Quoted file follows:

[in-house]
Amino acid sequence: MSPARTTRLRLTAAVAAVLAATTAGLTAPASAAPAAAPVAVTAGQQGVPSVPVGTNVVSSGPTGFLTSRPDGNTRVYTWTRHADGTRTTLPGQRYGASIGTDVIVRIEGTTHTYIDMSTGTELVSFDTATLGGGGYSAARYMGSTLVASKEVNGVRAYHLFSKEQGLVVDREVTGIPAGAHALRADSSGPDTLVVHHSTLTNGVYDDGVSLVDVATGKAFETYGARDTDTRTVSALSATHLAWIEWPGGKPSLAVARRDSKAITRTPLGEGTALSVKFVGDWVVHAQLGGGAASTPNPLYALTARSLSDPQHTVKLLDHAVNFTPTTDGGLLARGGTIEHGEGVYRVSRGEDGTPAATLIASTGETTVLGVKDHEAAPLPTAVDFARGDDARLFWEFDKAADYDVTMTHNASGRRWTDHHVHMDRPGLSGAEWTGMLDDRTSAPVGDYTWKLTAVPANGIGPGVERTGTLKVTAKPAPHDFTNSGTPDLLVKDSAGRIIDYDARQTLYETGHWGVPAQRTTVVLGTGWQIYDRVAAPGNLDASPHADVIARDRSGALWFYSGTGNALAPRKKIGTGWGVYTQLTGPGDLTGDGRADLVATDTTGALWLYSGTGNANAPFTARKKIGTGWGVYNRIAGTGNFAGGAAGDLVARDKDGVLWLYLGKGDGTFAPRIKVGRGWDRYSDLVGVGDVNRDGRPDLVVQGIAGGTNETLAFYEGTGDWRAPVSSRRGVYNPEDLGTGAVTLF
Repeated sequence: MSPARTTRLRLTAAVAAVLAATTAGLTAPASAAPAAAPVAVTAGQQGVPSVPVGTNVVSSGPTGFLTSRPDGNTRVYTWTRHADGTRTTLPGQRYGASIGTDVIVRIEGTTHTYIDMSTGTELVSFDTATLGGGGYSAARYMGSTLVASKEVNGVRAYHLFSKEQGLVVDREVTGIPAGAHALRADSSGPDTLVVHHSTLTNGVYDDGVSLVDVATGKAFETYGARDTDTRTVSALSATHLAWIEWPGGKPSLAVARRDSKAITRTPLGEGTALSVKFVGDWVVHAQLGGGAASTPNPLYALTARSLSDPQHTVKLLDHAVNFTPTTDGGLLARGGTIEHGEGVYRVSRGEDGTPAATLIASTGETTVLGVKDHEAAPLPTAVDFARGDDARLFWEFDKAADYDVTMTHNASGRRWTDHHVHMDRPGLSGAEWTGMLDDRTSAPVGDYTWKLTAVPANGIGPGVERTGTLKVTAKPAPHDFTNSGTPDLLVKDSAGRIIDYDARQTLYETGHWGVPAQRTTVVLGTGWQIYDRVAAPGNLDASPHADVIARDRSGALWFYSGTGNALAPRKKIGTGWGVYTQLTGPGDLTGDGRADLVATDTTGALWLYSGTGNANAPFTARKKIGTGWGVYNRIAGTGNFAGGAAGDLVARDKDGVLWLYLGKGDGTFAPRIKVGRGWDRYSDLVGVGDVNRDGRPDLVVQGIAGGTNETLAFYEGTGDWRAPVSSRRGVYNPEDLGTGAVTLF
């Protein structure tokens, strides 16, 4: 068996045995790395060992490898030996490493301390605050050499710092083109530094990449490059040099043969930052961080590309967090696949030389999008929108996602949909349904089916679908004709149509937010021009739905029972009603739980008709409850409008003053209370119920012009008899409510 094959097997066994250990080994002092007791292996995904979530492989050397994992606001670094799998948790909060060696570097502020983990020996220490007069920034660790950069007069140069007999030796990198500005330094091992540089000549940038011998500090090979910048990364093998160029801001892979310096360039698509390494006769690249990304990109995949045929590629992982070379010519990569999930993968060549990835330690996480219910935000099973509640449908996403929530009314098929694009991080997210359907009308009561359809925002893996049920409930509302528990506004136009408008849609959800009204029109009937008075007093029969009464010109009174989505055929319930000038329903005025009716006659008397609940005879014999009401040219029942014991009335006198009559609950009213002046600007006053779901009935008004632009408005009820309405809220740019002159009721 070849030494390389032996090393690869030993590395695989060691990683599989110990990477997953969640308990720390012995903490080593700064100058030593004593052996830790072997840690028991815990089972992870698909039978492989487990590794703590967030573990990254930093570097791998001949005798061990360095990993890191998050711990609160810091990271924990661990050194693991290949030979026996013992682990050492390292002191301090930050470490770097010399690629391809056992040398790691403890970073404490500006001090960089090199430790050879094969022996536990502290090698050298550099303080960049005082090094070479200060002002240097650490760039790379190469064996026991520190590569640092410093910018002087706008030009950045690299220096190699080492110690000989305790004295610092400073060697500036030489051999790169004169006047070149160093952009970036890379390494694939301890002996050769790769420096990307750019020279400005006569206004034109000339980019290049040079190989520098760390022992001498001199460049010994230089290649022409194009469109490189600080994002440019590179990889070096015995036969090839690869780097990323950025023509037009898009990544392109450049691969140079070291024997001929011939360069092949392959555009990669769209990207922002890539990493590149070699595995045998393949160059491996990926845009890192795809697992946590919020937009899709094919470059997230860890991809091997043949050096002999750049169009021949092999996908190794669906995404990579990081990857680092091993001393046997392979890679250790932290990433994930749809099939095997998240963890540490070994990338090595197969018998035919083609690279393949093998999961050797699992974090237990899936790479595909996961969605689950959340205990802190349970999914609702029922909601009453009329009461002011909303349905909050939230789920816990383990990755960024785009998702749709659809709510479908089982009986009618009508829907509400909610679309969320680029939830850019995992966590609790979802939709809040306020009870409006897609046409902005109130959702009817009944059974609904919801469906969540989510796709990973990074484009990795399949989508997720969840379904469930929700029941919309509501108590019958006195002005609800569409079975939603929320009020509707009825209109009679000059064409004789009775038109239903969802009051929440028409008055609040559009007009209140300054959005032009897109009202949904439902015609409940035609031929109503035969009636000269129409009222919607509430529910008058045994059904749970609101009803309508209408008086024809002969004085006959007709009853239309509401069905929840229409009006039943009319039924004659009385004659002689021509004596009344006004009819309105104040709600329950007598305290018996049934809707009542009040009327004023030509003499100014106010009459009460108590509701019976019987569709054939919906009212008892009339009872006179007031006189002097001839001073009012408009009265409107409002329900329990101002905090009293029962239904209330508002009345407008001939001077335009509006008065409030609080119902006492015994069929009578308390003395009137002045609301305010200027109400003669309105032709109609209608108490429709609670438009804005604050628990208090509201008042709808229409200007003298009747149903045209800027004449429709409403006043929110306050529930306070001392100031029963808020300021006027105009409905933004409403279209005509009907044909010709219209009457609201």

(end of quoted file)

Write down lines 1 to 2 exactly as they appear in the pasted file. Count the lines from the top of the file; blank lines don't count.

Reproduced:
[in-house]
Amino acid sequence: MSPARTTRLRLTAAVAAVLAATTAGLTAPASAAPAAAPVAVTAGQQGVPSVPVGTNVVSSGPTGFLTSRPDGNTRVYTWTRHADGTRTTLPGQRYGASIGTDVIVRIEGTTHTYIDMSTGTELVSFDTATLGGGGYSAARYMGSTLVASKEVNGVRAYHLFSKEQGLVVDREVTGIPAGAHALRADSSGPDTLVVHHSTLTNGVYDDGVSLVDVATGKAFETYGARDTDTRTVSALSATHLAWIEWPGGKPSLAVARRDSKAITRTPLGEGTALSVKFVGDWVVHAQLGGGAASTPNPLYALTARSLSDPQHTVKLLDHAVNFTPTTDGGLLARGGTIEHGEGVYRVSRGEDGTPAATLIASTGETTVLGVKDHEAAPLPTAVDFARGDDARLFWEFDKAADYDVTMTHNASGRRWTDHHVHMDRPGLSGAEWTGMLDDRTSAPVGDYTWKLTAVPANGIGPGVERTGTLKVTAKPAPHDFTNSGTPDLLVKDSAGRIIDYDARQTLYETGHWGVPAQRTTVVLGTGWQIYDRVAAPGNLDASPHADVIARDRSGALWFYSGTGNALAPRKKIGTGWGVYTQLTGPGDLTGDGRADLVATDTTGALWLYSGTGNANAPFTARKKIGTGWGVYNRIAGTGNFAGGAAGDLVARDKDGVLWLYLGKGDGTFAPRIKVGRGWDRYSDLVGVGDVNRDGRPDLVVQGIAGGTNETLAFYEGTGDWRAPVSSRRGVYNPEDLGTGAVTLF